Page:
Wednesday, May 16, 2007

Silverland - May 16, 2007


I'm not sure if I wanted to laugh or cry after seeing Silverland. Both responses seemed appropriate which seems altogether fitting. In his tremendous debut play Benjamin Davis displays a deft turn of phrase, rhythms reminiscent of of everything from The Greeks to Shakespeare to Sam Shepard's early work - and yes, it all works! As a first piece this is ambitious in its scope and in the hands of director Di Trevis and 6 talented actors it is a harrowing warning on global warming, and an exploration of the human desire for companionship.

The year is 2011, the starting place a rave outside London. Six characters meet and their stories unfold over the course of a year - the final year 2012. The year the world ends, the Mayans stopped their calendar there, global warming is hitting its peak, the world is in the throes of a fresh water drought and looking towards space for new resources and in the midst of all this: we dance!

There is a wonderful blend of poetic and vernacular language here. When Mikey (Bradley Taylor) the more street-savvy of the two young ravers, quotes "He who binds to himself a joy, Does the winged life destroy; But he who kisses the joy as it flies, Lives in eternity’s sun rise" his pal Dario (Cary Crankson) shouts out "Blake!" They high-five like two literature geeks. It is delightful and unexpected and we are forced to reevaluate our initial impressions of these characters who at first glance seem to be mere goofball kids out to get high and dance - a valuable lesson. Of course, later in the play when they finally realize that they are not quite in the same reality they were at the start they quote Arthur Brown's Fire - in true head-banger fashion.

There is repetition of key pieces of dialogue and moments from their lives that resonate as the characters move through time from one New Year's Eve to the next and exemplifies the cycles of the earth, cycles of our lives. The beginning is the end: the end, a beginning.

The character of Cleo, played with humor, power and charm by the graceful Ony Uhiara is the most enigmatic. I will not disclose 'who' she is, but suffice to say without her there would be no story. Jane Gibson's movement choreography for Cleo is at once sensual and religious.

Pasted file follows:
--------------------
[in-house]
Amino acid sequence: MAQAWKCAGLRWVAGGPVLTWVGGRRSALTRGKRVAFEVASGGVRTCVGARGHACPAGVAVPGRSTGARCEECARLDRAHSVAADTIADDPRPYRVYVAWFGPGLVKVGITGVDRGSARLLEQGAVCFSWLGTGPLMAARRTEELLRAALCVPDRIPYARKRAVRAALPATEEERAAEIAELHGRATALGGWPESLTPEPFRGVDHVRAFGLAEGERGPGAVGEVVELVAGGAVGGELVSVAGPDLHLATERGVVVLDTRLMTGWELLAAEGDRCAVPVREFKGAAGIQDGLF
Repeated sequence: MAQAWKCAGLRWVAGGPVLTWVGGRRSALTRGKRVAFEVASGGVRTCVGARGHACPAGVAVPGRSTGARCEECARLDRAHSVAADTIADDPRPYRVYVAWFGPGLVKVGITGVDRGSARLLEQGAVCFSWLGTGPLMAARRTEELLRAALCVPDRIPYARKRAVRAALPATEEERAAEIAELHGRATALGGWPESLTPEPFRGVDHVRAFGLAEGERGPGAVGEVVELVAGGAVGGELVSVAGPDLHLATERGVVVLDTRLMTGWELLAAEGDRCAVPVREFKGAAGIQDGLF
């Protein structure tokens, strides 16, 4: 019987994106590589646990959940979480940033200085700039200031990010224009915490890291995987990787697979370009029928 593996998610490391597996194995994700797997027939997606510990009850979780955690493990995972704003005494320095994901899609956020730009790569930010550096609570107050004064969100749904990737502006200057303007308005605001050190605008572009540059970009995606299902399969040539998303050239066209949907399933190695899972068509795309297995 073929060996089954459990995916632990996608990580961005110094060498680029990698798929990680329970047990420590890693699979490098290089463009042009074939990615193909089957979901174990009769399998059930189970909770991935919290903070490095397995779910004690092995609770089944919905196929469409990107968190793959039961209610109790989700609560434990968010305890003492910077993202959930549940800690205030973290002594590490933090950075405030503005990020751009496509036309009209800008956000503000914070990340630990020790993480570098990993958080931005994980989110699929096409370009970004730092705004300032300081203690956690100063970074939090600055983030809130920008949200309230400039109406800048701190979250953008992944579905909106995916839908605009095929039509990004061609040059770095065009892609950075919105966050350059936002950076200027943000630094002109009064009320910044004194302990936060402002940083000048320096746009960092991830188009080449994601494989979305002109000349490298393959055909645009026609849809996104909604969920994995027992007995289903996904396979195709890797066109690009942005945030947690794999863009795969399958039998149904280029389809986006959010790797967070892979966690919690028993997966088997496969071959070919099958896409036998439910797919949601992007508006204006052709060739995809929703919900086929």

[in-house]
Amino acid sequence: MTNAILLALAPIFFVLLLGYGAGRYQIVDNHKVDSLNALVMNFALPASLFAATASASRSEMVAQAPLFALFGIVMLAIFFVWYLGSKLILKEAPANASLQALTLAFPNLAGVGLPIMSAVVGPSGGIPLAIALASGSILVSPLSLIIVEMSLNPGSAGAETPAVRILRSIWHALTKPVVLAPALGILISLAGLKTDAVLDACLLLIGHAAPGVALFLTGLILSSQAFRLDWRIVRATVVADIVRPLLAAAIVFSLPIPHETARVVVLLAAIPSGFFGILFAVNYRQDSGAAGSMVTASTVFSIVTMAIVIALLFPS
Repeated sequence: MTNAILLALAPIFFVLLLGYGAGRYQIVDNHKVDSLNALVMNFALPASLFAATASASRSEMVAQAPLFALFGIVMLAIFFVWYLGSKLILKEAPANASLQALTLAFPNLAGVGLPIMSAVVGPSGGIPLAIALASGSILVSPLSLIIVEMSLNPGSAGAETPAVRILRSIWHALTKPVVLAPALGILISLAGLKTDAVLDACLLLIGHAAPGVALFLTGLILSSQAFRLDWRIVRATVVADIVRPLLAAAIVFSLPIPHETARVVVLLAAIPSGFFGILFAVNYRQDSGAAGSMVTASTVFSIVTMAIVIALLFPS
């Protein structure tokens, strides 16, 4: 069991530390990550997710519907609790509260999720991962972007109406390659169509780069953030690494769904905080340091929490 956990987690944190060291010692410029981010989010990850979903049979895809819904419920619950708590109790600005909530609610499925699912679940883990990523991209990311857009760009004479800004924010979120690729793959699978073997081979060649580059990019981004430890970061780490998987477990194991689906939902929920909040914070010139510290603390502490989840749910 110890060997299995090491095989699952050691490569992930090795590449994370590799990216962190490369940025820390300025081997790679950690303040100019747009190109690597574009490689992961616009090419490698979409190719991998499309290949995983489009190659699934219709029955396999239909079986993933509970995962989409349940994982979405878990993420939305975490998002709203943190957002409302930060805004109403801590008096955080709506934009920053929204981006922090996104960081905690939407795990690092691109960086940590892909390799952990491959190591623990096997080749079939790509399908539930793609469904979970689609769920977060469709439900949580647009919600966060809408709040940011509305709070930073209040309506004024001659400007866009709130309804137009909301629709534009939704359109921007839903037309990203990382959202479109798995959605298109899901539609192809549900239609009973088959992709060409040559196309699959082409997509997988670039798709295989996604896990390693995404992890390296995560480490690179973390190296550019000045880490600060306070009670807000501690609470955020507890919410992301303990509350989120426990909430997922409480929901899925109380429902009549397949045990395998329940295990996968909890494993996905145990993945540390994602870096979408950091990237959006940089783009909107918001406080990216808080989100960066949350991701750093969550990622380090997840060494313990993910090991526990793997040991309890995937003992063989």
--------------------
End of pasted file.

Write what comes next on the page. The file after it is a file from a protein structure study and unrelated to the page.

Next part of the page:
The artist, Ellie (Sophie Hunter) is both prophet and the soul of social conscious. Her recurring dreams of drowning and her fascination with the melting glaciers and storm surges propel us towards the inevitable. Sophie Hunter repeats a haunting mantra which is reprinted in the show's program:

"You know, we sit here on the edge of it, on the precipice, just waiting to fall.
And when we do it will be a plunge into the deep dark,
and our green island will be engulfed by the silver sea."


Each time she repeats this I thought well, it's just going to be the same - but it was not. As the play moves forward her retelling of this mantra becomes more and more emotional, more urgent and kudos to Ms. Hunter for giving me goosebumps with these lines.

Tom McClane (Gabriel) and Tim Steed (Stockers) as the epitome of the money making ruiners of the world are, as Mikey and Dario, also not quite what they seem on first glance. Gabriel and Ellie fall for each other and we discover that Gabriel feels more social responsibility than the stereotypical banker/stockbroker. Stockers, who is at first glance "slimy geezer" is revealed to have a secret need that he cannot seem to fulfill; and I believe his journey was the one that moved me the most.

Silverland is at once a warning and a reassurance. Di Trevis's deft direction is a perfect match for this poetic, funny and multi-layered work. It's a strange combination that leaves you feeling both hope and resignation: is the end of the world the cycle of life is as it is meant to be, it is our misfortune to live in 'interesting times' or can we repair the damages we have done? We are left satisfied and questioning in the same breath - what more could you ask from the theater?



Silverland
59E59 Theaters (B)
59 East 59th St.
New York, NY
Tickets: 212-279-4200
running time: 1 hour 45 mins no intermission
Runs through June 3

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